The role of colloquial expressions in the construction of personal identities
You probably know that using common forms of expressions like "drinkin" instead of "drinking" can influence how you are perceived. But do you know how the listener’s brain makes such an assessment? The idea that society influences the way we perceive and present ourselves is one of the most powerful of the last 25 years, and language plays a critical role in the process. Although identity construction through language is a fundamental notion in the humanities and social sciences, we do not yet have a precise picture of how the mechanism operates in our brains.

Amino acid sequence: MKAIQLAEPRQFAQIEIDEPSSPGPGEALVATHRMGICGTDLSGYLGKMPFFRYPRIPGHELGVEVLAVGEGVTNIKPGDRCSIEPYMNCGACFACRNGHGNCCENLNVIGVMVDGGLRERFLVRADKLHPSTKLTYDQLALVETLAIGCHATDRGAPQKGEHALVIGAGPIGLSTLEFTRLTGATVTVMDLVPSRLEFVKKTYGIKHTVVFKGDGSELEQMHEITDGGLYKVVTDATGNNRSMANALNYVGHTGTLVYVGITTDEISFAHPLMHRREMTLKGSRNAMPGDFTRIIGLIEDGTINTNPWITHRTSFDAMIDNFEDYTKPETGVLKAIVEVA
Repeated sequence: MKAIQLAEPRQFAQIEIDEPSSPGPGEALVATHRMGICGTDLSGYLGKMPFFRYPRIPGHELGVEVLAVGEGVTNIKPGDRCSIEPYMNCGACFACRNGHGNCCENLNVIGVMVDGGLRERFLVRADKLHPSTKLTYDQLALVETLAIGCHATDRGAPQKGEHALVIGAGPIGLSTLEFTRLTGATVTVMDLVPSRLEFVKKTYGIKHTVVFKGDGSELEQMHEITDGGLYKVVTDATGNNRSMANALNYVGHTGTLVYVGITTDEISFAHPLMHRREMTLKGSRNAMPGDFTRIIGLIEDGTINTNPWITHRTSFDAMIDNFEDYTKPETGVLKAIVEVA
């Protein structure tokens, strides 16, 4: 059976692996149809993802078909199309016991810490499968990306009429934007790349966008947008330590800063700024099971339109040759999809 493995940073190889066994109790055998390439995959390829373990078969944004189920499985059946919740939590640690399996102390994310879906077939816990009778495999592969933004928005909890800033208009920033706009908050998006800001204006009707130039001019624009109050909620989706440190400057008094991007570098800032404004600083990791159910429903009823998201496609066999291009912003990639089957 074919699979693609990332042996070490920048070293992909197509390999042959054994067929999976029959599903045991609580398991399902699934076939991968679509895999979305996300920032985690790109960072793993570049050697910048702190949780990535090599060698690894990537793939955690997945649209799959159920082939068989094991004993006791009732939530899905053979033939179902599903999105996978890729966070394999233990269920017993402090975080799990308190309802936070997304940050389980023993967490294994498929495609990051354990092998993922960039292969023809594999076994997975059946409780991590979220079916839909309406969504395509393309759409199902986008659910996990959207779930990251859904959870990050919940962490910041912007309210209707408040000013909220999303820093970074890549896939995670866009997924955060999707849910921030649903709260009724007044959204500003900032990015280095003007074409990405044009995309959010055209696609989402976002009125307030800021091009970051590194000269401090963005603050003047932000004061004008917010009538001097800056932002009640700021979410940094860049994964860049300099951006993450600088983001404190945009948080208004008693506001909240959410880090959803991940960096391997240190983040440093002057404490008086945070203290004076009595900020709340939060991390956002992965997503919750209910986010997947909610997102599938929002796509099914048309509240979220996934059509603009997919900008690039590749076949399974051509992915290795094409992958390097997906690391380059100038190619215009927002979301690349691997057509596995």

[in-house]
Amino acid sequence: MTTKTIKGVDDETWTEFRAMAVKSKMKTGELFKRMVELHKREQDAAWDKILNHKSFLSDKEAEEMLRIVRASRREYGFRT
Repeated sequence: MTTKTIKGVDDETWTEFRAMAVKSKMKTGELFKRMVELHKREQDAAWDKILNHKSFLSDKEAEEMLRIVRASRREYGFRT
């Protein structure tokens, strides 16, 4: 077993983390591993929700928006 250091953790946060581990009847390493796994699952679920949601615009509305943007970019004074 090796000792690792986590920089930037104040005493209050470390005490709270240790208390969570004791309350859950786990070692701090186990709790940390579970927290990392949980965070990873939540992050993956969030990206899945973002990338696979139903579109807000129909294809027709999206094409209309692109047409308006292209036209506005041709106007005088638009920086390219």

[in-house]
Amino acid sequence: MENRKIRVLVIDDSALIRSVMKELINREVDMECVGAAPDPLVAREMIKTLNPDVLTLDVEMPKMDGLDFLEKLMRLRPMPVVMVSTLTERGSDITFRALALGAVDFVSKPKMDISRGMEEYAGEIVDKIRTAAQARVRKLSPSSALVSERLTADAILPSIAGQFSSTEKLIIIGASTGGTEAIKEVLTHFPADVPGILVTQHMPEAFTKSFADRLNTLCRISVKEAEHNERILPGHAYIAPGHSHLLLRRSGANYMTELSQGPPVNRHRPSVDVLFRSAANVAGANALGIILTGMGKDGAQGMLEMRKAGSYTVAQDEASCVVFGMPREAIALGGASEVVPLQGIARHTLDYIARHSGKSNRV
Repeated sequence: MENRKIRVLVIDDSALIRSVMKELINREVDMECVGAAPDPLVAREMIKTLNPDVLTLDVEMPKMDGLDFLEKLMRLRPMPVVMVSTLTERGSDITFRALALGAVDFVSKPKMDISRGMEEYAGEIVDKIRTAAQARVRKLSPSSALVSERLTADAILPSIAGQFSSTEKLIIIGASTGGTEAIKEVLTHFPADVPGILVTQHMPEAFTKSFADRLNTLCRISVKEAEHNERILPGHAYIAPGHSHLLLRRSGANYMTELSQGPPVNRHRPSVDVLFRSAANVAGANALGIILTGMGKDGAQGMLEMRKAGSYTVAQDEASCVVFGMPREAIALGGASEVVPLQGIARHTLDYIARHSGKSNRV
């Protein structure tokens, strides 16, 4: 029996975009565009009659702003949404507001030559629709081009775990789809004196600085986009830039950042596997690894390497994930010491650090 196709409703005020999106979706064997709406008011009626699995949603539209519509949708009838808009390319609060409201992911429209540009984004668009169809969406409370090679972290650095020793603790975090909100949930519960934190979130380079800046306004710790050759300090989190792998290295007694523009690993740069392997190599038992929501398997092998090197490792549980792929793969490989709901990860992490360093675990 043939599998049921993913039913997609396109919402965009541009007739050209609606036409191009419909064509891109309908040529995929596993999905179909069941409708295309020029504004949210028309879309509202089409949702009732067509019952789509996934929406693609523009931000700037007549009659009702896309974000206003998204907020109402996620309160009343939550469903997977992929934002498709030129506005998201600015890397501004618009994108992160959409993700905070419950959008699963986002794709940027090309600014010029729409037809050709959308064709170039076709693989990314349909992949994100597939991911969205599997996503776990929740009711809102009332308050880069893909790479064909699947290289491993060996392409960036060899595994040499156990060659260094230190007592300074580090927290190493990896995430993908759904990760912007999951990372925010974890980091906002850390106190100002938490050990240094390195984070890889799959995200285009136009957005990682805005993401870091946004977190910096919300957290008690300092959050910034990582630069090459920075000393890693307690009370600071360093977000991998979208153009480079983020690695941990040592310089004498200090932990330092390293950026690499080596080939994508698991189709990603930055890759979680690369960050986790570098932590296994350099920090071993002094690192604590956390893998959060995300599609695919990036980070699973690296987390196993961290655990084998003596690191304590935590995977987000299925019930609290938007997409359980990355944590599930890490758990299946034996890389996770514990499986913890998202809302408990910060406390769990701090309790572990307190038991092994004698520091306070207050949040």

Dr Heather Burnett based her research project on the idea that the brain uses processes that are similar to other kinds of linguistic communication. She will formalise current sociolinguistic theories using game theory and will design a way to analyse the subtle information gathered from in the speaker's use of a particular expression and its role in the construction of personal identities. Dr Burnett's research result could unite diverse lines of research across the social, cognitive and information sciences and help advance the understanding of the relationship between social meaning and identity construction.
Dr Burnett achieved her PhD degree at the University of California, Los Angeles in the US. Since then she has held different postdoctoral positions in Canada, France and the US. In 2016, she joined the “Laboratoire de Linguistique Formelle” at the CNRS where she works as a research scientist.